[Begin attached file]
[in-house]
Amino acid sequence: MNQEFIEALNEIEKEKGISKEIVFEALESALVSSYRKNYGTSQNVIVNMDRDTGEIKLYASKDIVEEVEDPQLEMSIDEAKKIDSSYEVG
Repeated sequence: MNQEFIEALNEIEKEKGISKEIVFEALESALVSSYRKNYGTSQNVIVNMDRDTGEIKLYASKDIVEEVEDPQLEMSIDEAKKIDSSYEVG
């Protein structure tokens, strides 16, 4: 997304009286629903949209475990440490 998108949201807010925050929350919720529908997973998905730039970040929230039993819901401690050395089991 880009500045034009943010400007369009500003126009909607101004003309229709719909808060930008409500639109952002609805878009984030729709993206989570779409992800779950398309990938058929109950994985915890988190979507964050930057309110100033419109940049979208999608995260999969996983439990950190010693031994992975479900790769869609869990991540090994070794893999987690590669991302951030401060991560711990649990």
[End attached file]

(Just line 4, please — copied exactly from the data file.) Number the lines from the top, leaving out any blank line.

């Protein structure tokens, strides 16, 4: 997304009286629903949209475990440490 998108949201807010925050929350919720529908997973998905730039970040929230039993819901401690050395089991 880009500045034009943010400007369009500003126009909607101004003309229709719909808060930008409500639109952002609805878009984030729709993206989570779409992800779950398309990938058929109950994985915890988190979507964050930057309110100033419109940049979208999608995260999969996983439990950190010693031994992975479900790769869609869990991540090994070794893999987690590669991302951030401060991560711990649990």